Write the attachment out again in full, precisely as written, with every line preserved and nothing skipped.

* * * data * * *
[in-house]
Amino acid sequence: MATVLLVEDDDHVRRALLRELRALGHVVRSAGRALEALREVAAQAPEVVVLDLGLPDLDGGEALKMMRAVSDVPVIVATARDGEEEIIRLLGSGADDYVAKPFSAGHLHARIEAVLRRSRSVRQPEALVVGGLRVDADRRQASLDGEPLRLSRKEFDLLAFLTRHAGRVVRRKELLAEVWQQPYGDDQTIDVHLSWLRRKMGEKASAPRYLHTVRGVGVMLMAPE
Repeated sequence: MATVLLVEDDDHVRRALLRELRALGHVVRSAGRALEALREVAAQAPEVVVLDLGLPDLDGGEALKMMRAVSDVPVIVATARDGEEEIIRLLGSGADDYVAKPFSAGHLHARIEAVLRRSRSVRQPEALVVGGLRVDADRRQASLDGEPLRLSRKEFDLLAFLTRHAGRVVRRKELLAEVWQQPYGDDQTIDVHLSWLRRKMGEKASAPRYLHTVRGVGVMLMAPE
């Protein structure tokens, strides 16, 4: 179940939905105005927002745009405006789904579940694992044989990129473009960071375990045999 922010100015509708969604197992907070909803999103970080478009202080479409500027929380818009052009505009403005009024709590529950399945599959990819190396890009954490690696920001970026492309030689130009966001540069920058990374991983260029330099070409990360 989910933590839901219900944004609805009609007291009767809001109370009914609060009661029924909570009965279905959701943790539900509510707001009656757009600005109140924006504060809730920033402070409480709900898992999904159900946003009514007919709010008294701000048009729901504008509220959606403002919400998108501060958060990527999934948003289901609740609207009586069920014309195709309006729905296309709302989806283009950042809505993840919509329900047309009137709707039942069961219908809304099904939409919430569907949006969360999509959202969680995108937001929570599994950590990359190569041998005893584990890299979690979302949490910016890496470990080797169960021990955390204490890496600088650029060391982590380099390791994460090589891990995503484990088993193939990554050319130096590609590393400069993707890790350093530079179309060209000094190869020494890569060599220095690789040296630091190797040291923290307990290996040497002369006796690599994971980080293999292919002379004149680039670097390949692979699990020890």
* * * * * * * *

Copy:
[in-house]
Amino acid sequence: MATVLLVEDDDHVRRALLRELRALGHVVRSAGRALEALREVAAQAPEVVVLDLGLPDLDGGEALKMMRAVSDVPVIVATARDGEEEIIRLLGSGADDYVAKPFSAGHLHARIEAVLRRSRSVRQPEALVVGGLRVDADRRQASLDGEPLRLSRKEFDLLAFLTRHAGRVVRRKELLAEVWQQPYGDDQTIDVHLSWLRRKMGEKASAPRYLHTVRGVGVMLMAPE
Repeated sequence: MATVLLVEDDDHVRRALLRELRALGHVVRSAGRALEALREVAAQAPEVVVLDLGLPDLDGGEALKMMRAVSDVPVIVATARDGEEEIIRLLGSGADDYVAKPFSAGHLHARIEAVLRRSRSVRQPEALVVGGLRVDADRRQASLDGEPLRLSRKEFDLLAFLTRHAGRVVRRKELLAEVWQQPYGDDQTIDVHLSWLRRKMGEKASAPRYLHTVRGVGVMLMAPE
């Protein structure tokens, strides 16, 4: 179940939905105005927002745009405006789904579940694992044989990129473009960071375990045999 922010100015509708969604197992907070909803999103970080478009202080479409500027929380818009052009505009403005009024709590529950399945599959990819190396890009954490690696920001970026492309030689130009966001540069920058990374991983260029330099070409990360 989910933590839901219900944004609805009609007291009767809001109370009914609060009661029924909570009965279905959701943790539900509510707001009656757009600005109140924006504060809730920033402070409480709900898992999904159900946003009514007919709010008294701000048009729901504008509220959606403002919400998108501060958060990527999934948003289901609740609207009586069920014309195709309006729905296309709302989806283009950042809505993840919509329900047309009137709707039942069961219908809304099904939409919430569907949006969360999509959202969680995108937001929570599994950590990359190569041998005893584990890299979690979302949490910016890496470990080797169960021990955390204490890496600088650029060391982590380099390791994460090589891990995503484990088993193939990554050319130096590609590393400069993707890790350093530079179309060209000094190869020494890569060599220095690789040296630091190797040291923290307990290996040497002369006796690599994971980080293999292919002379004149680039670097390949692979699990020890």